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Submission + - Why Banana skins are slippery wins IgNobel (improbable.com)

gbjbaanb writes: This year's Ig Nobel prize was won by Japanese researchers investigating why banana skins produced a frictionless surface compared to apple and orange peels.
(apparently "The polysaccharide follicular gels that give banana skins their slippery properties are also found in the membranes where our bones meet." so its not all fun and jollity)

Other prizes were awarded for noting that dogs only defecate when aligned with north-south magnetic fields, and that 'night owl' people are more likely to be psychopaths than early risers. Yes, that probably includes you.

Submission + - Science weighs in on 'perfect' penis size (nature.com)

ananyo writes: What's the perfect size for a penis? Apparently, 12.8–14.2 centimetres in its flaccid state, according to new research. The finding suggests that women’s preferences could have fuelled the evolution of the human male penis, which is longer and thicker than that of any other primate. Using computer-generated images of males that varied independently in three factors: height, shoulder-to-hip ratio and penis length, the study found that women found a longer penis to be more attractive, but not without limits — there were diminishing returns for extreme size.

Submission + - Trekkies detect Spock's Vulcan homeworld ORBITING PLUTO (theregister.co.uk)

iComp writes: "Trekkies have seized a poll in which the public voted on names for two of Pluto's moons — ensuring a winning moniker is Vulcan.

With William Shatner on the case, it was perhaps a foregone conclusion that Vulcan would be the clear winner in the contest, with 174,062 votes. Runner-up mythical hound Cerberus (aka Fluffy in Harry Potter and the Philosopher's Stone), which got 99,432 nods, will be the name of the second moon.

Captain Kirk was pleased with the results, which he orchestrated by suggesting Vulcan and Romulus as possible names to his 1.3 million Twitter followers"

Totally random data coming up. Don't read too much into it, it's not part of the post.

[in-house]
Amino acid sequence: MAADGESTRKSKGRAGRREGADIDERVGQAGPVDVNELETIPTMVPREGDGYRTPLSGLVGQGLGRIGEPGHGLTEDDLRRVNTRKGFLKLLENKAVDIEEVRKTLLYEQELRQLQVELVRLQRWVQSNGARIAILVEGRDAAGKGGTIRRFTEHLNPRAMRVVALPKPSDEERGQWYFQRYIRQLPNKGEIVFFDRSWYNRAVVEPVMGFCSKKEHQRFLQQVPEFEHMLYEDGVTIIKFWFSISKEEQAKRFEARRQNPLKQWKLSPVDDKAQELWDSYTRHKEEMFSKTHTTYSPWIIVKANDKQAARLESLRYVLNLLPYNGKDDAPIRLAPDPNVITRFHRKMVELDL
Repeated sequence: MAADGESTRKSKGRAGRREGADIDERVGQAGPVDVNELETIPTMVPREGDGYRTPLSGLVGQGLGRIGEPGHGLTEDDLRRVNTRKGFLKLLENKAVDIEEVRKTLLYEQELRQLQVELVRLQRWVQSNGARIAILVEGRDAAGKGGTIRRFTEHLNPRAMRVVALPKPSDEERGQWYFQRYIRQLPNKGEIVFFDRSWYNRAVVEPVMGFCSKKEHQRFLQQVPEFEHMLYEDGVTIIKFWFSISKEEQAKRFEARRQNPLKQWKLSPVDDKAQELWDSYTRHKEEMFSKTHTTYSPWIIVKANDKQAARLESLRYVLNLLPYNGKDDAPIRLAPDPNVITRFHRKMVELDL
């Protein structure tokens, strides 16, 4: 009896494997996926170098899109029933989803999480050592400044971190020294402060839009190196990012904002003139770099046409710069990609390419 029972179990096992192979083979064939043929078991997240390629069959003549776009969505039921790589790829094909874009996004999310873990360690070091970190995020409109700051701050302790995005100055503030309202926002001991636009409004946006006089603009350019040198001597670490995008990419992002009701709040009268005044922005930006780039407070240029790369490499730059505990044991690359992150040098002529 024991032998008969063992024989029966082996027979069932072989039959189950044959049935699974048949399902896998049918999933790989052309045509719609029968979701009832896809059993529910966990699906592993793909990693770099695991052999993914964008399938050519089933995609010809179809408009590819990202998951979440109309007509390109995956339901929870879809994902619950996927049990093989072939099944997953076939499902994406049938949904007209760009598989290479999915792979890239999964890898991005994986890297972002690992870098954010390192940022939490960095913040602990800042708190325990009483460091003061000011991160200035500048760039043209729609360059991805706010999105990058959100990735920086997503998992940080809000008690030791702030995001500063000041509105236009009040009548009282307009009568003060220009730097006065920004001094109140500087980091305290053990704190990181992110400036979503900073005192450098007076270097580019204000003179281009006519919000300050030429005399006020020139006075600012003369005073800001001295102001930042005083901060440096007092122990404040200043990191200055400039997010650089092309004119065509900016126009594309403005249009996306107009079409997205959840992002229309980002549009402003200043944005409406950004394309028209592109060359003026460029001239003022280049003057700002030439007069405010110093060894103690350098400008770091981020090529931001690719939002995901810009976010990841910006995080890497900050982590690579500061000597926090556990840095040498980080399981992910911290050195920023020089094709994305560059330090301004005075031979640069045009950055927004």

Apple

Submission + - SNL Mocks Tech Journalists' iPhone 5 Whining 2

theodp writes: In a Saturday Night Live skit entitled 'Tech Talk,' a panel of whiny CNET, Wired, and Gizmodo journalists is confronted by unsympathetic Foxconn factory workers over their iPhone 5 complaints. Responding to a tech blogger's complaint about Apple Maps flaws, the Foxconn workers sarcastically reply: 'You want Starbucks and it takes you to Dunkin Donut. That must be so hard for you. I guess we are lucky. We don't need maps. We sleep where we work.' Hey, there are no bigger problems than First World Problems, right?
Mars

Submission + - Shatner vs. Wheaton: Star Trek Stars Narrate Mars Rover's 7 Minutes of Terror (wired.com)

SternisheFan writes: "In two new NASA videos, actors William Shatner and Wil Wheaton each submit their entry for hammiest narration of the Mars Science Laboratory’s entry, descent, and landing sequence on the Red Planet. But which Will wins? So who does a better job at conveying the excitement and danger of this landing: the Original Series captain (above) or the Next Generation wunderkind (below)? Vote for your favorite at the poll in the story linked below."

Submission + - Why Zombies, Robots & Clowns Freak Us Out (cnn.com)

SternisheFan writes: "CNN's reporter Elizabeth Landau has an interesting story, From the article:

"What do zombies and androids have in common? They're almost human, but not quite. That disconnect is creepy, in a way that scientists are searching to understand. The uncanny valley is the idea that as a robot's appearance becomes more and more humanlike, we don't always respond to it more positively. Rather, there's a point on the scale between robot and human where we are repulsed. If it's mechanical but not entirely human, a robot seems disturbing. Why would that be? It would make sense that as human likeness increases in a robot, so would our comfort with it. But on a graph showing that relationship, there's a "valley" where this familiarity dips down into creepiness, and then comes back up again with more human characteristics."
http://www.cnn.com/2012/07/11/health/uncanny-valley-robots/index.html?c=&page=0
So what is it about the 'almost human' appearance that makes us turn away from it? Why is "WALL-E" easier for us to take than those creepy "Polar Express" characters?"

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